The cure for aging is within grasp

Dear Futurists,

What’s the best way to tackle a really huge challenge, like, for example, curing aging?

Divide and conquer. Split the really huge challenge into chunks which, whilst still huge, are each more fathomable than the challenge as the whole.

As you’ll read below, that’s the approach advocated by Andrew Steele, the guest on the latest episode of London Futurists Podcast.

1.) Getting older without getting old

The subtitle of Andrew’s book is “The new science of getting older without getting old”.

What does that even mean, you ask.

It’s not as bonkers as it might sound. Nature contains animal species that have been described, at various times, as “negligibly senescent”, “biologically immortal”, or – to use the word that is the primary title of Andrew’s book – “ageless”.

A tortoise, for example, can be just as sprightly at the age of 140 as it was at the age of 40. Its chance of dying within the next 12 months has remained constant over that 100 year period. The mortality rate of humans, in contrast, is far from flat. It doubles over the course of any 8 year period past early adulthood.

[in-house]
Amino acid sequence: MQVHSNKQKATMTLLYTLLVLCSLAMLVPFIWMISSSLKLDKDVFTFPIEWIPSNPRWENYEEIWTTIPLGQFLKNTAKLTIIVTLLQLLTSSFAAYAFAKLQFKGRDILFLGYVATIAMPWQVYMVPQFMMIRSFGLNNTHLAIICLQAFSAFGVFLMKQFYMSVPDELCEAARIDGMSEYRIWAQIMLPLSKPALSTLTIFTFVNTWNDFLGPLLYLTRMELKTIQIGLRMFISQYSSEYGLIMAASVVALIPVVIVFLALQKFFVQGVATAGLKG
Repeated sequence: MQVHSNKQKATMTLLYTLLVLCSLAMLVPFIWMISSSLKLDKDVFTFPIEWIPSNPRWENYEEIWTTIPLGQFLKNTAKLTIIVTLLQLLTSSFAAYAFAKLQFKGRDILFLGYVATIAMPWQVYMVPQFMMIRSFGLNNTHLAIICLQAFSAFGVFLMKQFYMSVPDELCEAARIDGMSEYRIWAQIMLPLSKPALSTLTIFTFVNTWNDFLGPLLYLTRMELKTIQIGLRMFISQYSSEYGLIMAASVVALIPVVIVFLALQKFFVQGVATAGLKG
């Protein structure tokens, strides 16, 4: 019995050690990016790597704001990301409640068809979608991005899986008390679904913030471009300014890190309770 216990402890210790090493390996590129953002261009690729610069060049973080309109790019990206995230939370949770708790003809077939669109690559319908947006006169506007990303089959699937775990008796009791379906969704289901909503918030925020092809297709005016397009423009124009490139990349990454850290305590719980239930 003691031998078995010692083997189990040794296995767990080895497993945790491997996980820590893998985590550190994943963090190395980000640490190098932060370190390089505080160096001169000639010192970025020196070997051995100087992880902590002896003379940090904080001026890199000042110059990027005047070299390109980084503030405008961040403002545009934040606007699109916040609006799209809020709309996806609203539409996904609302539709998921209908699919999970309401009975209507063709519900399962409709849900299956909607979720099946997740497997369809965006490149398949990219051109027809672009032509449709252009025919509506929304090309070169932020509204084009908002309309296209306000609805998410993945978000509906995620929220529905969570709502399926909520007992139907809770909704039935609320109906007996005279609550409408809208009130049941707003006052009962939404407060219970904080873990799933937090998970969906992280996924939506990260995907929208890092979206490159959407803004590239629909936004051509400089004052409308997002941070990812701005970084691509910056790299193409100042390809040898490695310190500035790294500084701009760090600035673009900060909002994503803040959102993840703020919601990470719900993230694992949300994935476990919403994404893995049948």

With the right interventions, humans could become ageless too. That’s the thought that animates anti-aging researchers such as Andrew. The most promising way forward, as I said above, is to split aging into a number of separate “hallmarks”, namely aspects of biology with three characteristics:

  1. They tend to increase with chronological age
  2. Increasing a hallmark accelerates the overall consequences of aging
  3. Reducing a hallmark decreases the overall consequences of aging.

Examples include telomere shortening, epigenetic modifications of DNA packaging, misfolded proteins, and increases in senescent cells.

Some of these hallmarks are already the focus of significant biomedical research, and there are credible pathways ahead to obtain cures for them – treatments to reduce these hallmarks and, thereby, to decrease at least some of the overall consequences of aging.

Research into other hallmarks remains underfunded, and is likely to persist in that state unless changes in public financing occur. The overall price tag to unlock much faster progress, Andrew suggests, is $100 billion – a figure that he argues is relatively easily affordable. That’s especially true in view of the enormous benefits that would flow from such investments – economic benefits as well as humanitarian benefits.

To learn more, I strongly recommend this recent podcast episode. Click on the link to see a full breakdown of what the conversation includes.

2.) Curing aging: Plan B progresses too

For our friends and family members – and maybe for us too, as individuals – what happens if disease and legal death arrives before the availability of the kind of rejuvenation therapies mentioned above?